Children Caring for Parents with Mental Illness

By Jo Aldridge and Saul Becker.
Policy Press
ISBN 1 86134 400 7
£50 (hardback)
ISBN 1 86134 399 X,
£19.99 (paperback)

The experiences of children whose parents have mental health
problems are looked at afresh. The particular issues for children
who are also significant carers are explored in a study of 40

With the rise in the proportion of lone-parent families, the
task of caring often falls to the child rather than to the partner.
Welfare provision has been slow to react to this changing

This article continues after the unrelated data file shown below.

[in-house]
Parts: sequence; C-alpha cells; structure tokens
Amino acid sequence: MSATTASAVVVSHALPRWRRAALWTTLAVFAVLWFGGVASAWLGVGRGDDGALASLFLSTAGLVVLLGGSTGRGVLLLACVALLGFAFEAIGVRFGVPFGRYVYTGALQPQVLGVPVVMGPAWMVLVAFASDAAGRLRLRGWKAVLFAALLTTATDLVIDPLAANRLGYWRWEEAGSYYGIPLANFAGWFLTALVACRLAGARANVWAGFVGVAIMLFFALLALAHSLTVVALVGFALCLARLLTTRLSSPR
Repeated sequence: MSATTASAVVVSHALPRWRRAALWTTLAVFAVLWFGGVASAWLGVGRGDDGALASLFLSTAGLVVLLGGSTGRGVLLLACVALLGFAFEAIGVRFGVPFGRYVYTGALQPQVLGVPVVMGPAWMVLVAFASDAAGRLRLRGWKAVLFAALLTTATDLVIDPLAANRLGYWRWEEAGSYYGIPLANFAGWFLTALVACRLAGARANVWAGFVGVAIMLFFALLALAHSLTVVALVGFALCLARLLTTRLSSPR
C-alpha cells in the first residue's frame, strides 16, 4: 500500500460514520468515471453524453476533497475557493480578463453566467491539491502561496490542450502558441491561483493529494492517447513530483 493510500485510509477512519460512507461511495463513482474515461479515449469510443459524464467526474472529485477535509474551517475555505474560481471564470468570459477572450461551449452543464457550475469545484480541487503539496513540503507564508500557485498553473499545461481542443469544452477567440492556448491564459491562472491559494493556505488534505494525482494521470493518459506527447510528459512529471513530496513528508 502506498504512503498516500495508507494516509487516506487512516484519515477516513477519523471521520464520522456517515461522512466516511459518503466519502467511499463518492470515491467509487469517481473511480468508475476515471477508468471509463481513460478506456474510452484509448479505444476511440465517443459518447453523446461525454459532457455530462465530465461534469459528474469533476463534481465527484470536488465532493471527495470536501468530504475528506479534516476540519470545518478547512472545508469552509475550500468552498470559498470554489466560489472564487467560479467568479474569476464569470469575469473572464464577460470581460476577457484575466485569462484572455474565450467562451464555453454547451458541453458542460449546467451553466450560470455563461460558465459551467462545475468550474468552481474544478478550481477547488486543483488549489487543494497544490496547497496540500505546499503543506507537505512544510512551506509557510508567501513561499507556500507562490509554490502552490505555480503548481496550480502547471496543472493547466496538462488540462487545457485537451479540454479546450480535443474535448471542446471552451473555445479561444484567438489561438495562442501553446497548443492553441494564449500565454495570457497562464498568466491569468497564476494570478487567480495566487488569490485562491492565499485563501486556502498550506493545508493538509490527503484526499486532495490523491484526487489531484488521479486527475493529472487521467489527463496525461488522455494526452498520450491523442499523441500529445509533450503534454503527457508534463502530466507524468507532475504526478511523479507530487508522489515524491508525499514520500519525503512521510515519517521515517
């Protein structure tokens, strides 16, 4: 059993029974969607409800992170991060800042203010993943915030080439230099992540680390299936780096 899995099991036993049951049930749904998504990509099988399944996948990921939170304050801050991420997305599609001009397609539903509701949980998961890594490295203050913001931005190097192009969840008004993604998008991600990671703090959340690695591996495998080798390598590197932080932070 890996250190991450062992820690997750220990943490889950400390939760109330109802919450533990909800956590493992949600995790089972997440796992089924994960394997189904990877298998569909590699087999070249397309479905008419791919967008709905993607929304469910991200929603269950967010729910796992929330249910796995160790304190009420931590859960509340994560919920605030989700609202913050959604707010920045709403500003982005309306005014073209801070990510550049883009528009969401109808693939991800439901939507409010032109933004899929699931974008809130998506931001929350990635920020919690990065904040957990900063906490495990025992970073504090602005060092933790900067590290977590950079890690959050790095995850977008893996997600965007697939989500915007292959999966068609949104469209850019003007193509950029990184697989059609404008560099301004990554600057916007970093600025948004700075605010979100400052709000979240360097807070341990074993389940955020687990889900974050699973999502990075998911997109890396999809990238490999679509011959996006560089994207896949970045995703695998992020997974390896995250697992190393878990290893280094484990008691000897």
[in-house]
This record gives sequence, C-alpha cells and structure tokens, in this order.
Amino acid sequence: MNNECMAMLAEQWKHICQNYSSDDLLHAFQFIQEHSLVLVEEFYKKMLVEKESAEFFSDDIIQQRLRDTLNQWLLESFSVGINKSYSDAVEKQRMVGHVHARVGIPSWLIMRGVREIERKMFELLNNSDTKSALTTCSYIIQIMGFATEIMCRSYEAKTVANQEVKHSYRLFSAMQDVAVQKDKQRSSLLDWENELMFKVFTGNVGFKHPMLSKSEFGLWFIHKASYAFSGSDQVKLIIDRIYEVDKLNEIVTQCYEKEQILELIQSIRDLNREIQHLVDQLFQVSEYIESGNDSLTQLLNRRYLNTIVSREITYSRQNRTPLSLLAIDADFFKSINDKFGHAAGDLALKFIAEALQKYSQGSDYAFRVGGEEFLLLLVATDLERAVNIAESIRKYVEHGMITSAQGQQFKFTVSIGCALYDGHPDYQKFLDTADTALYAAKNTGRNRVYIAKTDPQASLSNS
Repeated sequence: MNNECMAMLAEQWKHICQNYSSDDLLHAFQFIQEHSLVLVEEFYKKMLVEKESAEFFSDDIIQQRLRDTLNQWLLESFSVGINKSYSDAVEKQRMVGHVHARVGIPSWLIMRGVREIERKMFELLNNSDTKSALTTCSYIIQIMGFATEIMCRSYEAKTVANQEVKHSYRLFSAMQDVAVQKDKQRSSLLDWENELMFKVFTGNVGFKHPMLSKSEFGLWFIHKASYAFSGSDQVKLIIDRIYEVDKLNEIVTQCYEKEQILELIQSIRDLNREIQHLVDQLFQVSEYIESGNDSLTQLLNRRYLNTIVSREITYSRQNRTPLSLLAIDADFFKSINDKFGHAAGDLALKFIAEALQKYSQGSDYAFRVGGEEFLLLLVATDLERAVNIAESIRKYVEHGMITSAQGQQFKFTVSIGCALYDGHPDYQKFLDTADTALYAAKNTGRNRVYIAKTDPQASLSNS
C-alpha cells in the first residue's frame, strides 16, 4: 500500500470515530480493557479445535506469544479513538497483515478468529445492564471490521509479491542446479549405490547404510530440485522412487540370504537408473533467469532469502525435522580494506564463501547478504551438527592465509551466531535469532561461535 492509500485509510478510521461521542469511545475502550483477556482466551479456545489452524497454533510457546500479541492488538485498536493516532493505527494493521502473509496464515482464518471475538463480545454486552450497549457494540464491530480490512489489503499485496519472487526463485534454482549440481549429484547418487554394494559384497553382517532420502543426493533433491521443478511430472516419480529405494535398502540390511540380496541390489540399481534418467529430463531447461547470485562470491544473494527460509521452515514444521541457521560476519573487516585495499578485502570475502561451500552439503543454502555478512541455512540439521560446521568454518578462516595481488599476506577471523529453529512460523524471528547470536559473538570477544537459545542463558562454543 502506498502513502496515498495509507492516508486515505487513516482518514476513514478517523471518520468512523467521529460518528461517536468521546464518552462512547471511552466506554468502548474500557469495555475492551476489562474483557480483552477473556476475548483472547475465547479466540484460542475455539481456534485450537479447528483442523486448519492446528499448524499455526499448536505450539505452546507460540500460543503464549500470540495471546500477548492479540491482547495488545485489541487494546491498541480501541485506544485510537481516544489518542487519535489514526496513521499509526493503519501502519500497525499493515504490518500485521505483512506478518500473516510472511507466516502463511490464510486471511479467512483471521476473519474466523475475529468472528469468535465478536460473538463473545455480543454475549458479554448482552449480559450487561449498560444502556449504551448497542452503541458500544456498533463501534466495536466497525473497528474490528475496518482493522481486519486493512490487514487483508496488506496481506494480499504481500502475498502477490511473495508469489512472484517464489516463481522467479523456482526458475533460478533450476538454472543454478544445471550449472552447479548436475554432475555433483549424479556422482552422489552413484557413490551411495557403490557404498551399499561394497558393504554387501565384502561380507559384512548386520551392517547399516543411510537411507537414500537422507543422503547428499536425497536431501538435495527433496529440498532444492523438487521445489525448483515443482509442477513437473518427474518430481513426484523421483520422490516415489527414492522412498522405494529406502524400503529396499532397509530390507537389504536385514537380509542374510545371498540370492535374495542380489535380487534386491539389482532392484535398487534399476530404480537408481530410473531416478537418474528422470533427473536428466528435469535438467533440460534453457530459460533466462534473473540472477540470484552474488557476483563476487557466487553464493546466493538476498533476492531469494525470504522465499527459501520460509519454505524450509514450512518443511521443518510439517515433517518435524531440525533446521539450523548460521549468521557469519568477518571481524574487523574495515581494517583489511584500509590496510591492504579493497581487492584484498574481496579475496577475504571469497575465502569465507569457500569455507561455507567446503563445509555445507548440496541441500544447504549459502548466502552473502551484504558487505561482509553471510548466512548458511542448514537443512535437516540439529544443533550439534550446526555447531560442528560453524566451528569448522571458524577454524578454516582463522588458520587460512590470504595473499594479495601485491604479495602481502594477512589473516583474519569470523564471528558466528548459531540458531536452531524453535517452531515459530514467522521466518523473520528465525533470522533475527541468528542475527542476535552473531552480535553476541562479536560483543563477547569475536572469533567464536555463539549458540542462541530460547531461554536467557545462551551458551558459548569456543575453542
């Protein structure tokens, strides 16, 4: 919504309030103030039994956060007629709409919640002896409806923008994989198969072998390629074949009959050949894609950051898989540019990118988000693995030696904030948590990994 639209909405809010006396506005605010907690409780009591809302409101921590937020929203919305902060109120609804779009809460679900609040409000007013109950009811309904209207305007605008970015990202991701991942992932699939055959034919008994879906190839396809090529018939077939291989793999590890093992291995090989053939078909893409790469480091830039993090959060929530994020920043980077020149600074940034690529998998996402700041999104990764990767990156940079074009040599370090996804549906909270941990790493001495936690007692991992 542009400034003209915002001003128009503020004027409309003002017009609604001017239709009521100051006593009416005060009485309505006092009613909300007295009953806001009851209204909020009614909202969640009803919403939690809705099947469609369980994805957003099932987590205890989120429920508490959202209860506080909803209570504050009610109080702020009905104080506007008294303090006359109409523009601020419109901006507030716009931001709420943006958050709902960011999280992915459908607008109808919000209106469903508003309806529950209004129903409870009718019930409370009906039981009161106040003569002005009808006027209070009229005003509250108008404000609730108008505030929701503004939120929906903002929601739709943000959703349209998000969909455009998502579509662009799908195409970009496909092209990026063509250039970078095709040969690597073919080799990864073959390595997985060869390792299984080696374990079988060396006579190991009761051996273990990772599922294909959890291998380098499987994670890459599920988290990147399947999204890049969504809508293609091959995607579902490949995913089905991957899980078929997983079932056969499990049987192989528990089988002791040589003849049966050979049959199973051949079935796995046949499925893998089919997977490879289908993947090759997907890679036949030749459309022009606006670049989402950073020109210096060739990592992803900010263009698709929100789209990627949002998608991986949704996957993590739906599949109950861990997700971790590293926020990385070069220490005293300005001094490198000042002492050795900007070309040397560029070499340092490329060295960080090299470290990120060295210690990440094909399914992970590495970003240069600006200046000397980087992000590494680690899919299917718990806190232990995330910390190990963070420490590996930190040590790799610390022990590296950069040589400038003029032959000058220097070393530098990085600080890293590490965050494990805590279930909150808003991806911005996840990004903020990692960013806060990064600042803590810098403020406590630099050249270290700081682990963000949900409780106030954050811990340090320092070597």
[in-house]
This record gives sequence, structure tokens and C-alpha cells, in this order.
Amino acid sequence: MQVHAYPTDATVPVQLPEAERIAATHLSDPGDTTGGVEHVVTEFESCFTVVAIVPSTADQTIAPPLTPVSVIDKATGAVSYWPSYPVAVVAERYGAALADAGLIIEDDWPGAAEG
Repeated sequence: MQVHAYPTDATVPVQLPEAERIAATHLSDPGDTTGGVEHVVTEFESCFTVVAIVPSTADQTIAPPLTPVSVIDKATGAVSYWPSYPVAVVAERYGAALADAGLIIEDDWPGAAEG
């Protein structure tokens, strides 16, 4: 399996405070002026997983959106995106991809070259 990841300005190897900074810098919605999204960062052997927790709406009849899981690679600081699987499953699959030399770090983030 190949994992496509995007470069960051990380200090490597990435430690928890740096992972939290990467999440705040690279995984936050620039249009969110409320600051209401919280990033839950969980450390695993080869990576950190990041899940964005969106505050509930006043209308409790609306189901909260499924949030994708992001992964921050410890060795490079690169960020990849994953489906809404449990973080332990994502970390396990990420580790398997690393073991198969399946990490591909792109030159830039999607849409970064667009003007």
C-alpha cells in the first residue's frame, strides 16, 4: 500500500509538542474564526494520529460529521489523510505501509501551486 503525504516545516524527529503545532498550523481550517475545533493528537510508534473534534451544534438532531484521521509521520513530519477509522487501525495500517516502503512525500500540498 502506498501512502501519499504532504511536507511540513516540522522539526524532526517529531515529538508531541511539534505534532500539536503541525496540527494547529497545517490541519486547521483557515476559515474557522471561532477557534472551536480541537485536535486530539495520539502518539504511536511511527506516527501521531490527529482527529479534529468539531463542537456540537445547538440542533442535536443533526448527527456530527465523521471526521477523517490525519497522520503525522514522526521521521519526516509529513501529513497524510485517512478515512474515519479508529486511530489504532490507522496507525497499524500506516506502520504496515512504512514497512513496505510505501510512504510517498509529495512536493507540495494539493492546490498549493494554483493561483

demography and is likely to categorise children of such parents as
at risk of abuse and neglect. This may be far from the case, and
the authors caution against hasty judgement.

Although there is some evidence of parenting deficit, in
practice this can be difficult for professionals to determine. Many
families cope well, depending on variables that need to be
carefully evaluated. Aldridge and Becker propose that a systemic
approach for mapping the experience and needs of the young carer
should be followed.

This is essential reading for those working with parents who
have mental health problems or with young carers. The authors
provide a comprehensive review of research as well as an excellent
appendix on relevant legislation.

Dinah Morley is deputy director,

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